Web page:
The article notes that the district of Coorg, also known as Kogadu, produces about a third of India's coffee, and it is going through ecological turmoil. The growth of coffee plantations has come at the expense of elephant habitat. Now those plantations are "hotbeds of man-animal conflicts," he writes.
Roy suggests the government's current solution of capturing killer elephants and forcing them into a lifetime of submission to man is a terrible vision of the future. "It is heart-breaking to see the largest land mammal in a cage – alive, but in servitude," he writes.
The New Indian Express, a 400-thousand circulation daily in Chennai, picked up on the most frightening thing in "Elephants in the Coffee."
A revered former forest warden, K.M. Chinappa, says the future of elephants in south India is bleak unless some agricultural land is taken back from farmers and reserved for elephants. The headline in the New Indian Express reads, "There may not be elephants in India 50 years from now."
The quote attributed to D.K. Bhaskar represents the greatest fear of conservationists, as is explained in the documentary. However, the documentary's dominant message is about ongoing efforts to reduce elephant conflicts in the region.
Bhaskar has been showing the film in India, including presentations to people related to the coffee industry and national forests. Our great hope is that the film stimulates greater conversations that can lead to a long-term solution to elephant-agriculture conflicts.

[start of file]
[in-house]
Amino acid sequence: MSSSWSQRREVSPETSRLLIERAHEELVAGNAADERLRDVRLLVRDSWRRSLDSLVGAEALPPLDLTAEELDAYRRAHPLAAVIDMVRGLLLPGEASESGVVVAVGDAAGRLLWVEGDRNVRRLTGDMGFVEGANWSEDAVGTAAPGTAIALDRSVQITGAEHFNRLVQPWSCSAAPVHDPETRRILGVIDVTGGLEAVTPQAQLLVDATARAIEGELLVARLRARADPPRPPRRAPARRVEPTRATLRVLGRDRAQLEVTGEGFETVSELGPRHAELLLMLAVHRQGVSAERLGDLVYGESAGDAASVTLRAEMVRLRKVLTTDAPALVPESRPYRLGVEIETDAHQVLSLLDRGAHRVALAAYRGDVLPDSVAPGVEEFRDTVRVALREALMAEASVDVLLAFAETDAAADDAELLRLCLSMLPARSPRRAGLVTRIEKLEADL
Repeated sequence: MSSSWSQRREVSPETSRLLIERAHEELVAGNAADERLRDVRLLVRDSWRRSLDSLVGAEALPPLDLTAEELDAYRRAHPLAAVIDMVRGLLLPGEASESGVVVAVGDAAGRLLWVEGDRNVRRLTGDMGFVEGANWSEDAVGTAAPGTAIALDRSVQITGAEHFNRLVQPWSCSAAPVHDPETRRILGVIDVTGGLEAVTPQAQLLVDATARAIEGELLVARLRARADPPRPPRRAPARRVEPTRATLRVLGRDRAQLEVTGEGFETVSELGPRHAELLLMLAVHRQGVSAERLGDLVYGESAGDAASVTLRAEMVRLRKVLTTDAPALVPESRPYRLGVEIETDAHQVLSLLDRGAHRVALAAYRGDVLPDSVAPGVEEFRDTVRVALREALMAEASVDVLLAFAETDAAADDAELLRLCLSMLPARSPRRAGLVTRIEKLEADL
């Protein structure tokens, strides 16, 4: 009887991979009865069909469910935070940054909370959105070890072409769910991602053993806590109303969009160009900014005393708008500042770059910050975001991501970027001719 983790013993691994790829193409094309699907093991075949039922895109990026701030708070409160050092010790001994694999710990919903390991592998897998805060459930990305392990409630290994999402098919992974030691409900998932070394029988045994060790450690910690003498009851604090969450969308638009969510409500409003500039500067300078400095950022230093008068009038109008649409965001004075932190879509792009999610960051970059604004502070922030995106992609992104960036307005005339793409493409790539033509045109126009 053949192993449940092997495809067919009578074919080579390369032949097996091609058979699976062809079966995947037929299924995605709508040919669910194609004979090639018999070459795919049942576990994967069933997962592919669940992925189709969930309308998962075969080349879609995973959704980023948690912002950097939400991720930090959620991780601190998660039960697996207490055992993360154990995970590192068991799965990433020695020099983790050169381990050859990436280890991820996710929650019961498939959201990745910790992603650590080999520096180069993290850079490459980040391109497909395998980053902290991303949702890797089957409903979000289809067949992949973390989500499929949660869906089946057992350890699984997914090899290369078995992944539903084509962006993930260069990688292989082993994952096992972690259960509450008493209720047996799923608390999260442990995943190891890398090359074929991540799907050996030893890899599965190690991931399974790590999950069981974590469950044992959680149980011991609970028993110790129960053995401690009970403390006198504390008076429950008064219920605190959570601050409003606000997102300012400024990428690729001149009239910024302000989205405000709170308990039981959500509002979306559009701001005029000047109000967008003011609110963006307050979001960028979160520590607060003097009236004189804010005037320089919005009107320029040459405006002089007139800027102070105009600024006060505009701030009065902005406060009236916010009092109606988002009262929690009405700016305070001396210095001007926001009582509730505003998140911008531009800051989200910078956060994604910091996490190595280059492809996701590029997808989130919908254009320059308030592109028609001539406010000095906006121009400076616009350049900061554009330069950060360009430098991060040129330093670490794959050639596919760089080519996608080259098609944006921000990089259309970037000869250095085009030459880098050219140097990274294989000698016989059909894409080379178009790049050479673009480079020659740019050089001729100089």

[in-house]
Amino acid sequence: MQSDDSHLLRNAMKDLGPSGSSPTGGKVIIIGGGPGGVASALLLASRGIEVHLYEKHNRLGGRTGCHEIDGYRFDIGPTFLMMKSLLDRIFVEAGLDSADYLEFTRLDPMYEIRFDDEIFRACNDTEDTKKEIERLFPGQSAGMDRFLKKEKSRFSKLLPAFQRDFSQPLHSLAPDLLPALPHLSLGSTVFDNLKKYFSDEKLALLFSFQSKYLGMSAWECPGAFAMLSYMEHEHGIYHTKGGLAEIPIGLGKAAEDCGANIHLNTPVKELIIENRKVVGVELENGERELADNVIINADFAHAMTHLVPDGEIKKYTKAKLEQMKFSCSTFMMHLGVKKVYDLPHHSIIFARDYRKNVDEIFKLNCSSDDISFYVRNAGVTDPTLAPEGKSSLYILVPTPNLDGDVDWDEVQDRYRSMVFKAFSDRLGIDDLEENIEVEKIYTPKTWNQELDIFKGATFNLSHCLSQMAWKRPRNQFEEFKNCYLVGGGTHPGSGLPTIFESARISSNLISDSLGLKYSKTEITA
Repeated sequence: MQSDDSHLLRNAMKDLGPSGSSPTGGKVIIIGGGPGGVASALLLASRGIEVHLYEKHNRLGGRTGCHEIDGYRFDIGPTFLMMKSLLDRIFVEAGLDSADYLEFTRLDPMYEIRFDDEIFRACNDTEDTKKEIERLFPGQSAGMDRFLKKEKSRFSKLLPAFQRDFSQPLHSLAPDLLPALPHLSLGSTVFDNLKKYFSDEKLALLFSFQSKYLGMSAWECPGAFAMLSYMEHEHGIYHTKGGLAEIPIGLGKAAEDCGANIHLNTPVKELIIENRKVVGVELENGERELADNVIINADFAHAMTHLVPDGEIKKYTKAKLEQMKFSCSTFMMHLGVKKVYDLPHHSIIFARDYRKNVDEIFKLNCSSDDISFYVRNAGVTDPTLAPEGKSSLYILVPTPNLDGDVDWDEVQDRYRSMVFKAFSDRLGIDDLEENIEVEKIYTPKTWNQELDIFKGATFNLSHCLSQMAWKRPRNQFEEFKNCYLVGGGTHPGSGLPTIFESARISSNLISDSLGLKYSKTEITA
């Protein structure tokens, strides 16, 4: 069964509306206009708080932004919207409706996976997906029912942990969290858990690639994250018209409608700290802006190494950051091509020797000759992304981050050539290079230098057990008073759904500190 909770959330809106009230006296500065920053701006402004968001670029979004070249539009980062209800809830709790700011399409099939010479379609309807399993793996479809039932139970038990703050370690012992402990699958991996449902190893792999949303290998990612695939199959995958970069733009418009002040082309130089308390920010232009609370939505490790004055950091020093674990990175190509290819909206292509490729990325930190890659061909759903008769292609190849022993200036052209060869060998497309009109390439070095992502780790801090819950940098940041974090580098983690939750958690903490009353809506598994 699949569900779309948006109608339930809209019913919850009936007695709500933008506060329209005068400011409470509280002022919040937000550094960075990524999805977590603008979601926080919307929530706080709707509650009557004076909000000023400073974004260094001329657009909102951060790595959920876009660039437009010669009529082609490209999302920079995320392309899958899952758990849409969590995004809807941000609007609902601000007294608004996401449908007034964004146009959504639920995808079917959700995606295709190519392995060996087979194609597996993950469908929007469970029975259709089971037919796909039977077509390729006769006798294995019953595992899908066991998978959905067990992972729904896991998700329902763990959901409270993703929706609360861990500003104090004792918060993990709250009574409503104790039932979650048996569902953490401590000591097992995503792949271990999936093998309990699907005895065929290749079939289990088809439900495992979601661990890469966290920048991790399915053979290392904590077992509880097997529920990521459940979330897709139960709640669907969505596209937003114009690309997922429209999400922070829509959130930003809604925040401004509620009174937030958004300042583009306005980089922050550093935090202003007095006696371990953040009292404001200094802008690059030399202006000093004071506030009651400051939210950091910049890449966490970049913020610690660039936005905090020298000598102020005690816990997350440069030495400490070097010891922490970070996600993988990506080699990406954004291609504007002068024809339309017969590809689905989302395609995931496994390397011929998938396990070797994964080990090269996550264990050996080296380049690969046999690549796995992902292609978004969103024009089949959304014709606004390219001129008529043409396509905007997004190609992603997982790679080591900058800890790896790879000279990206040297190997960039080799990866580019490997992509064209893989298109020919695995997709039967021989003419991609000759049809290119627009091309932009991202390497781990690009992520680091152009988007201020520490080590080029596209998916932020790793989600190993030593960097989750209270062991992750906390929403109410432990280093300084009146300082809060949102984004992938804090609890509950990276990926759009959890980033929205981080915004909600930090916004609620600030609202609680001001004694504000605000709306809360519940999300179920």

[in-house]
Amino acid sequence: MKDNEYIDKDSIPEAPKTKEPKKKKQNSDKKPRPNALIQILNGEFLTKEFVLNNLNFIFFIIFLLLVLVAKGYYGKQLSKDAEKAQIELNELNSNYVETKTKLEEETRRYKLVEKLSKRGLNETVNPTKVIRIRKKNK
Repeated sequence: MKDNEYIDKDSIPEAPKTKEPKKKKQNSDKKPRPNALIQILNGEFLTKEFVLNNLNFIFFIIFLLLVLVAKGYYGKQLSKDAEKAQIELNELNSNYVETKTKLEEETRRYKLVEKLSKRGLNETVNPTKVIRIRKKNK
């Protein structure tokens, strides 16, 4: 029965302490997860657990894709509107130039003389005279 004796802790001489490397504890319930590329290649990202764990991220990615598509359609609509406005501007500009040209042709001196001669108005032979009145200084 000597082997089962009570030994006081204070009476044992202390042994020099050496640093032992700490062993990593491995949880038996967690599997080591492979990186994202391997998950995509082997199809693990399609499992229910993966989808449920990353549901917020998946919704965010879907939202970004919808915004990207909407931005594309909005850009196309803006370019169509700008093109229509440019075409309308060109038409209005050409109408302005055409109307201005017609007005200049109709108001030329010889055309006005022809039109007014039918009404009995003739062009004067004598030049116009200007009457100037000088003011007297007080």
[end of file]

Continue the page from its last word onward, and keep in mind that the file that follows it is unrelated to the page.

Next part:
"Elephants in the Coffee" was selected a semi-finalist in the Calcutta International Cult Film Festival for April in the category Nature, Environment and Wildlife.
Of course we would like to win, but the films we competed against were impressive. The winner was
"Antarctica," which features beautiful photography of life on the ice-covered continent. You can see a sample here.
The other finalist was "A Little Gardener," a movie from India. This appears to be a fictional movie as opposed to a documentary, but it is also beautiful and has a charming child at the center of the story.
The other semi finalist was "Captain Piers' Whales," also a documentary.
DK Bhaskar called from Bangalore this morning with an urgent request. News 9, which is featured in the documentary, wanted to do a story about it.
We were very pleased to help. The media attention given to "Elephants in the Coffee" in south India has been phenomenal. People are hungry to know more about the elephant-human conflict. Bhaskar says many of the people who came to our showings have never before seen an elephant capture.
In addition, the documentary is being considered for a documentary festival in Rome and in a documentary competition in California. These are both competitions, and the world has many talented documentary filmmakers who have much better funding than we have. As novices, we're happy to have a chance to compete.
One thing separates "Elephants in the Coffee" from many other documentaries. This is a journalistic effort, and tries not to push one point of view over another. Many popular documentaries are used a vehicles to promote the filmmaker's view of the world. Many times, that helps those documentaries succeed. They tell a story that matches the preconceptions of their audience.
"Elephants in the Coffee" makes no pretense of knowing all the answers. However, it raises important questions. We think it could be the beginning of an important discussion: How can elephants and coffee farmers co-exist?